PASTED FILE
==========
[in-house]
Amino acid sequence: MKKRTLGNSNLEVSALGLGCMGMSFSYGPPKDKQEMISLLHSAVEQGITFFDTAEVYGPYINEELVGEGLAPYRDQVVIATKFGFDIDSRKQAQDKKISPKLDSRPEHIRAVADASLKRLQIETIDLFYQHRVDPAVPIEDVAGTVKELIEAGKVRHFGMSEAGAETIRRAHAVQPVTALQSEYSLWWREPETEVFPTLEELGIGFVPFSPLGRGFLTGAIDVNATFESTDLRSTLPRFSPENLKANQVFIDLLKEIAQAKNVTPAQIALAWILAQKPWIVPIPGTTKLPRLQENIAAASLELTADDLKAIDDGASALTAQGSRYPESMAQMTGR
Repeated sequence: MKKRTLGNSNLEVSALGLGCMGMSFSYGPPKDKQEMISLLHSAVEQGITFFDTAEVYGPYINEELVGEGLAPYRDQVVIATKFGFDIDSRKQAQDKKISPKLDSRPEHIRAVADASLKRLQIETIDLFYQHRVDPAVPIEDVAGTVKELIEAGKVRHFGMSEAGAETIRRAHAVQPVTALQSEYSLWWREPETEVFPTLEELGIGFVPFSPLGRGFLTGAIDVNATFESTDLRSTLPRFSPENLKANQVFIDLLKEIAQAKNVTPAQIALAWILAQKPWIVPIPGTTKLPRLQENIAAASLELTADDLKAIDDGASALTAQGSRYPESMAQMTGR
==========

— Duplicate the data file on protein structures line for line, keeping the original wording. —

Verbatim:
[in-house]
Amino acid sequence: MKKRTLGNSNLEVSALGLGCMGMSFSYGPPKDKQEMISLLHSAVEQGITFFDTAEVYGPYINEELVGEGLAPYRDQVVIATKFGFDIDSRKQAQDKKISPKLDSRPEHIRAVADASLKRLQIETIDLFYQHRVDPAVPIEDVAGTVKELIEAGKVRHFGMSEAGAETIRRAHAVQPVTALQSEYSLWWREPETEVFPTLEELGIGFVPFSPLGRGFLTGAIDVNATFESTDLRSTLPRFSPENLKANQVFIDLLKEIAQAKNVTPAQIALAWILAQKPWIVPIPGTTKLPRLQENIAAASLELTADDLKAIDDGASALTAQGSRYPESMAQMTGR
Repeated sequence: MKKRTLGNSNLEVSALGLGCMGMSFSYGPPKDKQEMISLLHSAVEQGITFFDTAEVYGPYINEELVGEGLAPYRDQVVIATKFGFDIDSRKQAQDKKISPKLDSRPEHIRAVADASLKRLQIETIDLFYQHRVDPAVPIEDVAGTVKELIEAGKVRHFGMSEAGAETIRRAHAVQPVTALQSEYSLWWREPETEVFPTLEELGIGFVPFSPLGRGFLTGAIDVNATFESTDLRSTLPRFSPENLKANQVFIDLLKEIAQAKNVTPAQIALAWILAQKPWIVPIPGTTKLPRLQENIAAASLELTADDLKAIDDGASALTAQGSRYPESMAQMTGR